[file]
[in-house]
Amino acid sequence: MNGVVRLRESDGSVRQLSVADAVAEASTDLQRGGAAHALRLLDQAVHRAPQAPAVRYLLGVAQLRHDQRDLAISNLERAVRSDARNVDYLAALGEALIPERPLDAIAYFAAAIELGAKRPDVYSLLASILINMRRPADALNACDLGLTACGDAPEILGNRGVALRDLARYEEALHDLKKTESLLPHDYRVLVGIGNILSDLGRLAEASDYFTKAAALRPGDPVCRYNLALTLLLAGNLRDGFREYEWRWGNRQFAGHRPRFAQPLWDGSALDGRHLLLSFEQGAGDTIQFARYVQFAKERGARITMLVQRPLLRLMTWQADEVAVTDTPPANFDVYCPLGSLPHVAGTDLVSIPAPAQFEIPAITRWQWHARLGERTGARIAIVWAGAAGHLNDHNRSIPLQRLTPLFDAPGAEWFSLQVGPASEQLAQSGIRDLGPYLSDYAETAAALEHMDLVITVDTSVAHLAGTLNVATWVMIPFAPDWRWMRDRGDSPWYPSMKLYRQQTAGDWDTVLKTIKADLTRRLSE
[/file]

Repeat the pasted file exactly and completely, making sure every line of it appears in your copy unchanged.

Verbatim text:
[in-house]
Amino acid sequence: MNGVVRLRESDGSVRQLSVADAVAEASTDLQRGGAAHALRLLDQAVHRAPQAPAVRYLLGVAQLRHDQRDLAISNLERAVRSDARNVDYLAALGEALIPERPLDAIAYFAAAIELGAKRPDVYSLLASILINMRRPADALNACDLGLTACGDAPEILGNRGVALRDLARYEEALHDLKKTESLLPHDYRVLVGIGNILSDLGRLAEASDYFTKAAALRPGDPVCRYNLALTLLLAGNLRDGFREYEWRWGNRQFAGHRPRFAQPLWDGSALDGRHLLLSFEQGAGDTIQFARYVQFAKERGARITMLVQRPLLRLMTWQADEVAVTDTPPANFDVYCPLGSLPHVAGTDLVSIPAPAQFEIPAITRWQWHARLGERTGARIAIVWAGAAGHLNDHNRSIPLQRLTPLFDAPGAEWFSLQVGPASEQLAQSGIRDLGPYLSDYAETAAALEHMDLVITVDTSVAHLAGTLNVATWVMIPFAPDWRWMRDRGDSPWYPSMKLYRQQTAGDWDTVLKTIKADLTRRLSE